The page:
number of legal arguments as to why the proposed "Flex" plan fails to comply with state statute and urged the
council to vote down the proposal.

Susan Levine (formerly Davis) was among the most moving speakers from the public.  She informed the council
that her furniture business in downtown Loveland was closing by the end of the week.  She stated, "my family has
contributed to this community for generations."    Levine nearly came to tears as she made a compassionate
appeal to the city council not to vote more favors for McWhinney.  Levine concluded her comments by stating,
"Let the free market allow development along the I-25 but please don't subsidize our competition with our

Joan Shaffer, another downtown business person, asked the council to reconsider granting McWhinney the "Flex"
URA and consider focusing their efforts on other parts of the city.  A parade of speakers followed Shaffer asking
the Loveland City Council to vote against the flex plan and "phony" blight designation.

A smaller number of speakers did defend the proposal and the McWhinneys.  The few citizens who favored the
proposal made general comments regarding benefits emanating from the Outlet Malls or Centerra but failed to
address any specific issues relating to the Flex plan proposal before the council.  One Ft. Collins resident who
runs an insurance agency in Loveland, stated he never came to Loveland before Centerra was built because there
wasn't "much worth mentioning" in Loveland before the McWhinneys.  Another elderly cowboy who had
advocated for the McWhinneys in previous meetings challenged the audience stating, "I want to know what you
all accomplished" as he went on a bit of a tirade accusing Loveland resident opposed to the Flex plan of being
loosers.  As he concluded his comments he toward the door and left the meeting instead of returning to his seat
among the angry Loveland residents.

Following the public hearing, Mayor Pielin invited Chad McWhinney to return to the microphone and "rebut" in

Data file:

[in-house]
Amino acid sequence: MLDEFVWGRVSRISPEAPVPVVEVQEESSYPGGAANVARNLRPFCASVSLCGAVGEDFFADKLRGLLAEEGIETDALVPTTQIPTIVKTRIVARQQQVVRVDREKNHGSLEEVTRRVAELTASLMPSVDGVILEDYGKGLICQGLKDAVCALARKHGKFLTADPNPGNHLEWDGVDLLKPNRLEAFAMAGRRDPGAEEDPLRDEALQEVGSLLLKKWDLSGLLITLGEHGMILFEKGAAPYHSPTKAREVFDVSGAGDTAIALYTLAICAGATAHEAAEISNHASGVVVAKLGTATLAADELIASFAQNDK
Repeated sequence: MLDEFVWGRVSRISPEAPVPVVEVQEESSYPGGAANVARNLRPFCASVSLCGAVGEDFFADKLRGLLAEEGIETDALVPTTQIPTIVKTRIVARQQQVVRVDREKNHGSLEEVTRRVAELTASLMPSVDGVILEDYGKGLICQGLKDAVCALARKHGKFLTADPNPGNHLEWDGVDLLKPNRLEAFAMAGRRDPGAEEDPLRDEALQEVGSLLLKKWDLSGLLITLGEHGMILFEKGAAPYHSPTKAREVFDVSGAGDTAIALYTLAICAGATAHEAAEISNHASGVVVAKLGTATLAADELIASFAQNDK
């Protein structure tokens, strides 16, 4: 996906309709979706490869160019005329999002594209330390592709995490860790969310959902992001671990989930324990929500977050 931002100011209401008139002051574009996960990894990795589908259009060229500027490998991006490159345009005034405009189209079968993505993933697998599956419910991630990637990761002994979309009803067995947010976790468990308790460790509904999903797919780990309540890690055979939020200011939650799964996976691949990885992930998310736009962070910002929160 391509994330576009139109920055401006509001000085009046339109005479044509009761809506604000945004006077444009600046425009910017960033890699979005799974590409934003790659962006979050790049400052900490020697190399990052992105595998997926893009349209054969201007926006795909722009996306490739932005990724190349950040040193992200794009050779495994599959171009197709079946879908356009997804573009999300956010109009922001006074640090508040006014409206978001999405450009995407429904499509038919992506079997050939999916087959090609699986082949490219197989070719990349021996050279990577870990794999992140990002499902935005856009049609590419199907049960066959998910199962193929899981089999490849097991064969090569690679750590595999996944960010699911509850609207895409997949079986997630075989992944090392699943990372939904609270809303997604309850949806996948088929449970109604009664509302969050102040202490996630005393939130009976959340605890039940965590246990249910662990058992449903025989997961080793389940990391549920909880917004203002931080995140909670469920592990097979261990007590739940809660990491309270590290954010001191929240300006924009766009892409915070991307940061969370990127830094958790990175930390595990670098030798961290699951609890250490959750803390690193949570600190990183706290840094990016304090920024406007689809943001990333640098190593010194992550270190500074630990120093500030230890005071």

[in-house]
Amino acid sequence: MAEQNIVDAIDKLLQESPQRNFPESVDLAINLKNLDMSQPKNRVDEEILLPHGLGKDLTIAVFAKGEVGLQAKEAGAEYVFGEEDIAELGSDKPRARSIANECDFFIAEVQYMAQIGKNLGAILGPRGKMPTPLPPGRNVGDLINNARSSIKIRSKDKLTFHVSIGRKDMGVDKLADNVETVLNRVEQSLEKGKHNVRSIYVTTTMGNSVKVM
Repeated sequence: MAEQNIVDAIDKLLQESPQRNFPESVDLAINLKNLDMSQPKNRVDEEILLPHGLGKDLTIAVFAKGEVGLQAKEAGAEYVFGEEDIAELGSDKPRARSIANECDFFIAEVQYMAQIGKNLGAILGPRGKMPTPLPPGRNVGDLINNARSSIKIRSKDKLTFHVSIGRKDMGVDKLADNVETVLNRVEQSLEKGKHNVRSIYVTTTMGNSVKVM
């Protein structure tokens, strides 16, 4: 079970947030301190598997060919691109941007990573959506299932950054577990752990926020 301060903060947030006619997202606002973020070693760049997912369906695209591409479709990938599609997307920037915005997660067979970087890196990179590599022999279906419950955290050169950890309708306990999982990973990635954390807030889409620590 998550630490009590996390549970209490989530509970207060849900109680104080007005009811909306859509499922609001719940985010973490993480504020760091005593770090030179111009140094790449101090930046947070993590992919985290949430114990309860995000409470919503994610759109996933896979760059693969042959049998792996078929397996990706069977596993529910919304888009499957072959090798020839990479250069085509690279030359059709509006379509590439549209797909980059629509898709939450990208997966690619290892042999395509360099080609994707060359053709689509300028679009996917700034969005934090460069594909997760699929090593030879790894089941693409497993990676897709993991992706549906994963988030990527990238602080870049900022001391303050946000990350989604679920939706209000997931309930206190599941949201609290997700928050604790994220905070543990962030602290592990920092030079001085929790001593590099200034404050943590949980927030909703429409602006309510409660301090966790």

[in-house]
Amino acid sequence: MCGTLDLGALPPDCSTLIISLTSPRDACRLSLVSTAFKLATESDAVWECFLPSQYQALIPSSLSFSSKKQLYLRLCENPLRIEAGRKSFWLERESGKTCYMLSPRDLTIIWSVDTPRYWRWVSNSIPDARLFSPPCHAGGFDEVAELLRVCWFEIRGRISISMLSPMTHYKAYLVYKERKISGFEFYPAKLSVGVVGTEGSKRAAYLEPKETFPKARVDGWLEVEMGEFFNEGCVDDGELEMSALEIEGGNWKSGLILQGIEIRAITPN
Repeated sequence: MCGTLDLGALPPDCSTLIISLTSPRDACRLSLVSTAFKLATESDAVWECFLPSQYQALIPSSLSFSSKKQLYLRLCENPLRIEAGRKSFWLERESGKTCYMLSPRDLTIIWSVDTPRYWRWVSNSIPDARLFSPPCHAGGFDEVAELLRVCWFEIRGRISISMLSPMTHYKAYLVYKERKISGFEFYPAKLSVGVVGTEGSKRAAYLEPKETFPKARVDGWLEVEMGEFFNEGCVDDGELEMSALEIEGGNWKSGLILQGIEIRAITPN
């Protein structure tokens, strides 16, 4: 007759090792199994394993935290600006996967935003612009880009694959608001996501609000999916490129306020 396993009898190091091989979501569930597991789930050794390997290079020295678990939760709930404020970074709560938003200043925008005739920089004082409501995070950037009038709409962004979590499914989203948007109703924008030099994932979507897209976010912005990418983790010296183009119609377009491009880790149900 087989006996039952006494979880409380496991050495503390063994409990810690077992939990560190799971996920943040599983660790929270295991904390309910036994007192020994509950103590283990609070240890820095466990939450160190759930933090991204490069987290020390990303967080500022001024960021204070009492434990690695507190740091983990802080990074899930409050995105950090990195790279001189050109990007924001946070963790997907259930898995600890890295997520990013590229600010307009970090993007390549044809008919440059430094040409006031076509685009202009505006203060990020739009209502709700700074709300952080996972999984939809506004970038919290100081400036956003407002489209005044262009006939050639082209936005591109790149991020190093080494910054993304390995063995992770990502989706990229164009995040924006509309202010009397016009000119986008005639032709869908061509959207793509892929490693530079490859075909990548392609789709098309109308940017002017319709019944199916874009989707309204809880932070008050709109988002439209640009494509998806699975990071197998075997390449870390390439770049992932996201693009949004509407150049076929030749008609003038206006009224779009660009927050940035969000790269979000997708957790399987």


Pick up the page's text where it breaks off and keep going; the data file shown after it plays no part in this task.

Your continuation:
his words the comments expressed to the council by Loveland residents.  Lucia Lily, a Ft. Collins attorney working
for McWhinney, used the opportunity to try and put down comments made by residents.  She did this by restating
their argument in a slightly different and flawed way in order to refute them.  The audience was restless and
complained amongst themselves.  At one point, County Commissioner Candidate Roger Hoffmann raised his hand
and asked to speak.  Mayor Pielin was wearing a broad smile when he said, "Roger, public hearing is closed" and
explained no more public comments would be allowed.  The Loveland residents began leaving the chamber
slowly as the McWhinney team continued demeaning comments from Loveland residents for another hour.

Council On Trial

While the members of the City Council were discussing the matter and asking questions, Chad McWhinney stood
near the public microphone answering questions or responding with comments whenever the councilors asked a
question to their staff or to his representatives.  Councilman Klassen, at one point, was explaining his concern
with the Flex plan and the city's hyper investment in pushing development along I-25.  McWhinney took the
opportunity to begin questioning the consistency of Klassen's votes by asking him how voted on the 402
annexation.  As the audience began making noises and gasps, the Mayor interrupted McWhinney 's
cross-examination of a councilman and told him it would be best to let the City Council ask the questions.

Council Comments and Votes

Larry Heckel said very little as midnight drew near and simply stated he liked the proposal and thought the
McWhinney staff and city staff "did a good job."  Carol Johnson was equally brief while David Clark took the
opportunity to make some arguments in response to the resident who spoke earlier in the meeting.  

Clark said the other blighted areas of town (demonstrated to the council by a resident earlier in the meeting with
large pictures of the old Metro Lux theater, Davidson Cheverolet and Ferraro Chrylser/Jeep) were not under